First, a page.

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An introductory course for undergraduate students that covers the basic principles of drug action and drug toxicity. Agents discussed include antibiotics, oral contraceptives, sedatives, stimulants, hallucinogens, narcotics, steroids and various over-the-counter products. This course is designed for students with a minimal science background.
An intermediate level course that covers the basic principles of pharmacology and the mechanisms of action for a variety of drugs. This course is open to undergraduate students with a solid background in biochemistry and human physiology.
Experimental research under faculty supervision in department laboratories.
An advanced course for graduate students covering the basic pharmacological principles underlying drug absorption, drug distribution throughout the body, drug-receptor interactions, drug metabolism, and drug elimination and how these processes determine drug dosing. Mathematical approaches to drug receptor interactions and multi-compartment distribution models are also discussed.
An advanced course for graduate students covering the impact of genetic variation on the actions and metabolism of drugs. Genomic approaches to studying drug action and database search techniques to identify variants are also discussed.
An advanced course for graduate students covering the mechanisms of neurotransmission. The course focuses on mechanisms of synthesis, release, action, and degradation of important neurotransmitters, their major CNS pathways and disease states involving each neurotransmitter system.
Discussions of recent advances in neuropharmacology, developmental neurobiology, neuronendocrinology, and related neurosciences.
Presentation Schedule Course Description / Policies
Discussioin of recent advances in pharmacogenomics, pharmacogenetics, and related genetic fields.
Discussion of recent advances in cell signaling mechanisms, mechanisms of cancer, cancer biology, and related sciences.
Discussion of recent advances in cardiovascular pharmacology, metabolic pharmacology, and related sciences.
Seminar presentations by graduate students, post-doctoral fellows, faculty and other scientists from outside of the department.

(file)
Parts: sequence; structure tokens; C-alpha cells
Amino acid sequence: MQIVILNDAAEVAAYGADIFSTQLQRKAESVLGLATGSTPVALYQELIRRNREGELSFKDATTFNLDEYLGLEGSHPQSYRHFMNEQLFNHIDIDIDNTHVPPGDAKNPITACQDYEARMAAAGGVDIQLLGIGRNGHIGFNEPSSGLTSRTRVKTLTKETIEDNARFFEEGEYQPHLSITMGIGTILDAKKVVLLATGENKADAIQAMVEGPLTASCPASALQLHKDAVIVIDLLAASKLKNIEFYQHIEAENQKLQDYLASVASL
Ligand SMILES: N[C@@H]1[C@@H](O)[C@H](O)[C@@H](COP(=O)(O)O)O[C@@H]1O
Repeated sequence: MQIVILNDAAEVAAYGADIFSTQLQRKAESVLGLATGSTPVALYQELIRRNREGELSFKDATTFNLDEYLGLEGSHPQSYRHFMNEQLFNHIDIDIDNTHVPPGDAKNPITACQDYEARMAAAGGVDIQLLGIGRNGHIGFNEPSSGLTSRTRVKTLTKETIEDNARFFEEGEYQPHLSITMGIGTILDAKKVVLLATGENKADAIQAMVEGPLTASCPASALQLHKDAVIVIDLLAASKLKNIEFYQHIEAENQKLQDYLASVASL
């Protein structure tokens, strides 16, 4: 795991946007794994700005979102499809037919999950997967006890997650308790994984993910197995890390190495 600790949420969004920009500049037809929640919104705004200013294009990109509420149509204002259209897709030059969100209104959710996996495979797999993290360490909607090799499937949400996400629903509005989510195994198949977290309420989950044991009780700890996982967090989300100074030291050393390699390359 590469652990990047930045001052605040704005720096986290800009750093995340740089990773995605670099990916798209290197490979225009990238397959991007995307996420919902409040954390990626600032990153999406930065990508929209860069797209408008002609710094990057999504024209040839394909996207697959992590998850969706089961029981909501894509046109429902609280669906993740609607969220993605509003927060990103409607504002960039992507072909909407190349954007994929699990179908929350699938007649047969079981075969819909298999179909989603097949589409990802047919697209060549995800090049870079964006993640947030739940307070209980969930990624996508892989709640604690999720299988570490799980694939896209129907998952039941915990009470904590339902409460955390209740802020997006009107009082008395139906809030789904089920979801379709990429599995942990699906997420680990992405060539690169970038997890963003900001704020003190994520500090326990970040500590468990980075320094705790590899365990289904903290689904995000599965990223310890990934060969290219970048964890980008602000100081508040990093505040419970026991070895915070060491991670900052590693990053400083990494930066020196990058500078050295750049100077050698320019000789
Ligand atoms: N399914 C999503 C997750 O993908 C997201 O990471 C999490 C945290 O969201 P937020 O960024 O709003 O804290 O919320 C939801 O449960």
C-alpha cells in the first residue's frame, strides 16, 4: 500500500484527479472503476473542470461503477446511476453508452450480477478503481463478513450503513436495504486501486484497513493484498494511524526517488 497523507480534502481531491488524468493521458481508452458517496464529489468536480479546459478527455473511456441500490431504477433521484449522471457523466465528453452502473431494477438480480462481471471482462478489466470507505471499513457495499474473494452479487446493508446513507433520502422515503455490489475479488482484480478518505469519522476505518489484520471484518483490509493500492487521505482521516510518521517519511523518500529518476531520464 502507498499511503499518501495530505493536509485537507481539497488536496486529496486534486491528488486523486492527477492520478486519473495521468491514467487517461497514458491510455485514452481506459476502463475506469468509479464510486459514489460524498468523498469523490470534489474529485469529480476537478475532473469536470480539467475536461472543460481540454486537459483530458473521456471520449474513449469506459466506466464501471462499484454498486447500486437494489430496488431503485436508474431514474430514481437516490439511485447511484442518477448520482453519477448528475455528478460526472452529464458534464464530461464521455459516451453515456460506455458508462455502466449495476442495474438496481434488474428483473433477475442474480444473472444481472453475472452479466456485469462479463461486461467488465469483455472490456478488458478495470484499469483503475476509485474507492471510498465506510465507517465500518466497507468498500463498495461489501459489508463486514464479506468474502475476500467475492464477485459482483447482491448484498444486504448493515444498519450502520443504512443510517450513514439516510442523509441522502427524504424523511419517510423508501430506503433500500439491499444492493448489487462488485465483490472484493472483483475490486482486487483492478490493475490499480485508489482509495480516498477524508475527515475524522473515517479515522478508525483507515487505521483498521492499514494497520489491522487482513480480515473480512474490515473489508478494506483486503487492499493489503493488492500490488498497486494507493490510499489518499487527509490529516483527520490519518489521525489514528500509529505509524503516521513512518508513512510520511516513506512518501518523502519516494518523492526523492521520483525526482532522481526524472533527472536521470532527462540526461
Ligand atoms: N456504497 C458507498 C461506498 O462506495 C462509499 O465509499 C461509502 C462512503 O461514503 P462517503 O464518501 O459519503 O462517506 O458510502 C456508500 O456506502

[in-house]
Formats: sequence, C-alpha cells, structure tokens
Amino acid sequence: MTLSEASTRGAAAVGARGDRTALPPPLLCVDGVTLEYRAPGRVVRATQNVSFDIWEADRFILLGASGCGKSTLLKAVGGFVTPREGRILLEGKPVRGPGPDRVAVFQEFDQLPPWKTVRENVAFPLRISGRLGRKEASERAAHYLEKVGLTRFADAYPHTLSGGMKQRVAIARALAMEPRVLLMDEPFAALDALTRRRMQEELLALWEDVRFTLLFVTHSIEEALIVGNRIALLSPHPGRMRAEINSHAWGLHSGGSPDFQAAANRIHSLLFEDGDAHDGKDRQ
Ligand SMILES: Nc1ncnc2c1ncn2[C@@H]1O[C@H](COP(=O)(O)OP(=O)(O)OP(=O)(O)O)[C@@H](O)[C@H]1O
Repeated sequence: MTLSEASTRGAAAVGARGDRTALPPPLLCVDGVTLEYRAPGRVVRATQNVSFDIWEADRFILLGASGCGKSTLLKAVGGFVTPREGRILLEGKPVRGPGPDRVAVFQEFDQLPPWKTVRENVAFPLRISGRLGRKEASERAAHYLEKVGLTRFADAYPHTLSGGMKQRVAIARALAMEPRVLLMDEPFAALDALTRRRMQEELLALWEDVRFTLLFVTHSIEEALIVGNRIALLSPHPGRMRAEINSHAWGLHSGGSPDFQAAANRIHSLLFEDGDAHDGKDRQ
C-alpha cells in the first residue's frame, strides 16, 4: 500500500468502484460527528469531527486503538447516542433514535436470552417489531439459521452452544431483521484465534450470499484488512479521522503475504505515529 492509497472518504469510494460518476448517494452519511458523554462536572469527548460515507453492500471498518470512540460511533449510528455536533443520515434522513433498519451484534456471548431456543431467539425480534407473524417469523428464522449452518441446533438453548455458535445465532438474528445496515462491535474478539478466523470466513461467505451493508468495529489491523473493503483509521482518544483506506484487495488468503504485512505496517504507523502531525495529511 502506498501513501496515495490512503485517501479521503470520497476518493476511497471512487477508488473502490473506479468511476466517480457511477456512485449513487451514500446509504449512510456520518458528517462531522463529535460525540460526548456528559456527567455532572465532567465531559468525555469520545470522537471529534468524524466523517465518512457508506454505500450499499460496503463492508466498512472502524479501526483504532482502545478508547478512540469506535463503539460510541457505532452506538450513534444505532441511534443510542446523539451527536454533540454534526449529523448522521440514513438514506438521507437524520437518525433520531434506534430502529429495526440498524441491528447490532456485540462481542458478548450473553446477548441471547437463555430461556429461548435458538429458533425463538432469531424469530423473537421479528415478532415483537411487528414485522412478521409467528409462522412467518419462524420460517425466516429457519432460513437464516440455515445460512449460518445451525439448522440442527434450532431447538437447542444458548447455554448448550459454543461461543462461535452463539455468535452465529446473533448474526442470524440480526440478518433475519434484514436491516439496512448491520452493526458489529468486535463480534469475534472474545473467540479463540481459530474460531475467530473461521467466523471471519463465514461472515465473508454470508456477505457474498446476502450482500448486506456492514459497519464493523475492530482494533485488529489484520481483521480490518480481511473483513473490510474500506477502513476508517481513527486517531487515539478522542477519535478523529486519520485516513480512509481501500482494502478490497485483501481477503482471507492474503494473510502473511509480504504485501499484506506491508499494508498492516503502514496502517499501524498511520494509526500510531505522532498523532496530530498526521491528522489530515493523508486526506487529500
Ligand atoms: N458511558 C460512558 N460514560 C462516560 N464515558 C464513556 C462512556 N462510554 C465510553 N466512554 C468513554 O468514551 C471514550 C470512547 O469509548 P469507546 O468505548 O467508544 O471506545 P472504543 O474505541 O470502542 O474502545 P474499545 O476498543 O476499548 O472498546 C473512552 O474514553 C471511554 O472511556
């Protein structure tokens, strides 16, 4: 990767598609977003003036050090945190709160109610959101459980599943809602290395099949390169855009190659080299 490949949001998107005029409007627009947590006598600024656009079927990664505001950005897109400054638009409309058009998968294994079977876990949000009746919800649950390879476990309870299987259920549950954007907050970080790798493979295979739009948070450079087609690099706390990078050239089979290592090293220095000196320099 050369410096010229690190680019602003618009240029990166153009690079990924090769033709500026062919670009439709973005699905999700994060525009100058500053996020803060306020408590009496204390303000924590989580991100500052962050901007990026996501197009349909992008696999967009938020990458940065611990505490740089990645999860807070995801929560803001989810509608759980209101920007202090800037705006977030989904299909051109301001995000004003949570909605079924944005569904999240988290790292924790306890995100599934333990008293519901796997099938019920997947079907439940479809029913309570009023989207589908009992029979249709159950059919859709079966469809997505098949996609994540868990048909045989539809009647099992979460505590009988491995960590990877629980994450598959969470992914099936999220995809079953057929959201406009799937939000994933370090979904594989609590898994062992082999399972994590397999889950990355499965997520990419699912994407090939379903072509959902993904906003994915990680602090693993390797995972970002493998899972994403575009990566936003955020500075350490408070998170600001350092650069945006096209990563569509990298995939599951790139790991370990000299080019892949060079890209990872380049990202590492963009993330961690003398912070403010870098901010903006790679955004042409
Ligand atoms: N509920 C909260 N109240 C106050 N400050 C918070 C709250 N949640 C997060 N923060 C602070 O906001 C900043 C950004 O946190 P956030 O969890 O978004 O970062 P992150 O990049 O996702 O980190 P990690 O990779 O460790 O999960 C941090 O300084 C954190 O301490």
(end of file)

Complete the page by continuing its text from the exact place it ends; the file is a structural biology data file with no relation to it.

Lecture Schedule Course Description / Policies
Research for pharmacology graduate students conducted in the laboratories of department faculty.
Independent study in pharmacology.
An advanced course for graduate students that covers the basic principles of pharmacology, mechanisms of drug action, and how these provide the basis for therapeutic applications of drugs This course also includes writing and oral defense of a research proposal.Lecture Schedule
An advanced course for nurse anesthetist students that covers the basic principles of pharmacology, mechanisms of drug action, and how these provide the basis for therapeutic applications of drugs.
An advanced course for graduate students covering semi-quantitative approaches to ion channel physiology and pharmacology. Discussions include physical principles, classification, and structure / function relationships for major voltage-gated ion channels that facilitate the application of abstract concepts to physiological, pharmacological and general biological problems.
An advanced course for graduate students covering the structure and function of small molecular weight G proteins, heteromeric G proteins and the G protein-coupled receptors.Lecture Schedule
An advanced course for graduate students covering structure-function relationships as well as the genomic and non-genomic actions of the steroid hormone receptor family. The basis for actions of novel new ligands on these receptors is also discussed.
Discussions of methodologies, strategies and approaches commonly used to solve research problems in the pharmacological sciences. Based upon discussions, students employ interpersonal problem solving skills to develop experimental plans of study for solving contemporary scientific problems in the pharmacological sciences.Lecture Schedule
An advanced course for pharmacy students covering the basic principles of pharmacology, mechanisms of drug action, and how these provide the basis for therapeutic applications of drugs.
A continuation of 71:180.
An advanced course for dental students that covers the basic principles of pharmacology, mechanisms of drug action, and how these provide the basis for therapeutic applications of drugs.Lecture Schedule
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